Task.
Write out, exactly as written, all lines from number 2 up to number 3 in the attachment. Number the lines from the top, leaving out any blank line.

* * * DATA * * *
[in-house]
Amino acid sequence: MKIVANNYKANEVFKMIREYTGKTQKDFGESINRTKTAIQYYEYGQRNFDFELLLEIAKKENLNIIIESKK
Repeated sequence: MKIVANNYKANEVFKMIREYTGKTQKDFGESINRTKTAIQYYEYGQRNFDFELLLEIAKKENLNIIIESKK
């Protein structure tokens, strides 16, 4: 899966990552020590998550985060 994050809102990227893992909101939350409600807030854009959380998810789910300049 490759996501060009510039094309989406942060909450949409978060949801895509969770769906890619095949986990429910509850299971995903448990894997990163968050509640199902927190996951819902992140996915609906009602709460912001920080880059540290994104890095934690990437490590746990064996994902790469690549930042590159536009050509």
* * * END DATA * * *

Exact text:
Amino acid sequence: MKIVANNYKANEVFKMIREYTGKTQKDFGESINRTKTAIQYYEYGQRNFDFELLLEIAKKENLNIIIESKK
Repeated sequence: MKIVANNYKANEVFKMIREYTGKTQKDFGESINRTKTAIQYYEYGQRNFDFELLLEIAKKENLNIIIESKK